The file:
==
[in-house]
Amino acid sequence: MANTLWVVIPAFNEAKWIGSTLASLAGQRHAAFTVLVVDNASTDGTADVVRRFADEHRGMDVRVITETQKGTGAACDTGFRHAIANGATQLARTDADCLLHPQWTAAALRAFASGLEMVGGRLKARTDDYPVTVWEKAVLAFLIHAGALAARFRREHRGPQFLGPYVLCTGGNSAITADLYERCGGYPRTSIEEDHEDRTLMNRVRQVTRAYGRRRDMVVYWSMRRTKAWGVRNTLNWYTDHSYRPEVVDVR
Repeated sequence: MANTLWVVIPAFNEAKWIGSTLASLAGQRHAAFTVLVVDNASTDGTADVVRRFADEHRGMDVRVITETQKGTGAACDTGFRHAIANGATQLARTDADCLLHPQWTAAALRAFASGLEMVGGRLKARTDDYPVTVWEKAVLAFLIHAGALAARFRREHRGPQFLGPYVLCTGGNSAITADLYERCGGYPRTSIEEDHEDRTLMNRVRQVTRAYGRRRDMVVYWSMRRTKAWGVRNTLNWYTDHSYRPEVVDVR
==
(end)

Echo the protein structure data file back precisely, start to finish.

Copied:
[in-house]
Amino acid sequence: MANTLWVVIPAFNEAKWIGSTLASLAGQRHAAFTVLVVDNASTDGTADVVRRFADEHRGMDVRVITETQKGTGAACDTGFRHAIANGATQLARTDADCLLHPQWTAAALRAFASGLEMVGGRLKARTDDYPVTVWEKAVLAFLIHAGALAARFRREHRGPQFLGPYVLCTGGNSAITADLYERCGGYPRTSIEEDHEDRTLMNRVRQVTRAYGRRRDMVVYWSMRRTKAWGVRNTLNWYTDHSYRPEVVDVR
Repeated sequence: MANTLWVVIPAFNEAKWIGSTLASLAGQRHAAFTVLVVDNASTDGTADVVRRFADEHRGMDVRVITETQKGTGAACDTGFRHAIANGATQLARTDADCLLHPQWTAAALRAFASGLEMVGGRLKARTDDYPVTVWEKAVLAFLIHAGALAARFRREHRGPQFLGPYVLCTGGNSAITADLYERCGGYPRTSIEEDHEDRTLMNRVRQVTRAYGRRRDMVVYWSMRRTKAWGVRNTLNWYTDHSYRPEVVDVR